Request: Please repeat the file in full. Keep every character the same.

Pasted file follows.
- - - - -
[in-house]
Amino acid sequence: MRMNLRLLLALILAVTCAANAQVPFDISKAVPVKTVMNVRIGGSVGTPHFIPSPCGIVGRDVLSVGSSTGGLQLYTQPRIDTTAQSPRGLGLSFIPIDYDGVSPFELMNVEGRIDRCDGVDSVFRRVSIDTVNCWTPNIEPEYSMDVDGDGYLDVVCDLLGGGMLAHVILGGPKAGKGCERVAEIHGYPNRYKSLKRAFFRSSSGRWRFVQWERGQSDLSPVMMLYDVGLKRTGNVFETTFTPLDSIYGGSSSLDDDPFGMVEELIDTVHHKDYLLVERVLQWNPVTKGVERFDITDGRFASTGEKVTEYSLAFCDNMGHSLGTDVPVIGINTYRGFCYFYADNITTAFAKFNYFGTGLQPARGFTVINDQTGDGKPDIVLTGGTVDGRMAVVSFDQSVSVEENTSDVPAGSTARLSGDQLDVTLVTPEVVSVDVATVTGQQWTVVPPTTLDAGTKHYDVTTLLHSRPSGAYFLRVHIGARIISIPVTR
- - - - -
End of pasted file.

[in-house]
Amino acid sequence: MRMNLRLLLALILAVTCAANAQVPFDISKAVPVKTVMNVRIGGSVGTPHFIPSPCGIVGRDVLSVGSSTGGLQLYTQPRIDTTAQSPRGLGLSFIPIDYDGVSPFELMNVEGRIDRCDGVDSVFRRVSIDTVNCWTPNIEPEYSMDVDGDGYLDVVCDLLGGGMLAHVILGGPKAGKGCERVAEIHGYPNRYKSLKRAFFRSSSGRWRFVQWERGQSDLSPVMMLYDVGLKRTGNVFETTFTPLDSIYGGSSSLDDDPFGMVEELIDTVHHKDYLLVERVLQWNPVTKGVERFDITDGRFASTGEKVTEYSLAFCDNMGHSLGTDVPVIGINTYRGFCYFYADNITTAFAKFNYFGTGLQPARGFTVINDQTGDGKPDIVLTGGTVDGRMAVVSFDQSVSVEENTSDVPAGSTARLSGDQLDVTLVTPEVVSVDVATVTGQQWTVVPPTTLDAGTKHYDVTTLLHSRPSGAYFLRVHIGARIISIPVTR